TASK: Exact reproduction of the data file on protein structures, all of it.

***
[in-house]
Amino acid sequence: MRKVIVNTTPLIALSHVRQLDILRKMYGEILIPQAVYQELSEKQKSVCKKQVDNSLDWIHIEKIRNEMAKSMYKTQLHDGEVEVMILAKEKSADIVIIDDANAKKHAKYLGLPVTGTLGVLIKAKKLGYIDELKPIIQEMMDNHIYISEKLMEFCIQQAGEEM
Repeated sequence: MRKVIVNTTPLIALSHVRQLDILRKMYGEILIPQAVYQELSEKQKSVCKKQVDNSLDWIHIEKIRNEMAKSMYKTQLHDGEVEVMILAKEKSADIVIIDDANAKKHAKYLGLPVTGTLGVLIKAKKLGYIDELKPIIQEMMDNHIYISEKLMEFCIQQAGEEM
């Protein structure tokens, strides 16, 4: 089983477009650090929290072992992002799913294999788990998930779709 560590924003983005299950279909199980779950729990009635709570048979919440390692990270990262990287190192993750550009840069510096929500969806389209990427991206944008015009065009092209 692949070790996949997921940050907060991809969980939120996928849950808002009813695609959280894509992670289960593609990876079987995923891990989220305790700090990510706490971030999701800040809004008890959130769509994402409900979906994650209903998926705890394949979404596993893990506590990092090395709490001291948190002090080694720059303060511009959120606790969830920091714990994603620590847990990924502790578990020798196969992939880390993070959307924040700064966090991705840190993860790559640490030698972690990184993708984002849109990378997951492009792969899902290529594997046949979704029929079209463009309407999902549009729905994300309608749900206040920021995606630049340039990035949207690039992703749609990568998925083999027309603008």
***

[in-house]
Amino acid sequence: MRKVIVNTTPLIALSHVRQLDILRKMYGEILIPQAVYQELSEKQKSVCKKQVDNSLDWIHIEKIRNEMAKSMYKTQLHDGEVEVMILAKEKSADIVIIDDANAKKHAKYLGLPVTGTLGVLIKAKKLGYIDELKPIIQEMMDNHIYISEKLMEFCIQQAGEEM
Repeated sequence: MRKVIVNTTPLIALSHVRQLDILRKMYGEILIPQAVYQELSEKQKSVCKKQVDNSLDWIHIEKIRNEMAKSMYKTQLHDGEVEVMILAKEKSADIVIIDDANAKKHAKYLGLPVTGTLGVLIKAKKLGYIDELKPIIQEMMDNHIYISEKLMEFCIQQAGEEM
């Protein structure tokens, strides 16, 4: 089983477009650090929290072992992002799913294999788990998930779709 560590924003983005299950279909199980779950729990009635709570048979919440390692990270990262990287190192993750550009840069510096929500969806389209990427991206944008015009065009092209 692949070790996949997921940050907060991809969980939120996928849950808002009813695609959280894509992670289960593609990876079987995923891990989220305790700090990510706490971030999701800040809004008890959130769509994402409900979906994650209903998926705890394949979404596993893990506590990092090395709490001291948190002090080694720059303060511009959120606790969830920091714990994603620590847990990924502790578990020798196969992939880390993070959307924040700064966090991705840190993860790559640490030698972690990184993708984002849109990378997951492009792969899902290529594997046949979704029929079209463009309407999902549009729905994300309608749900206040920021995606630049340039990035949207690039992703749609990568998925083999027309603008």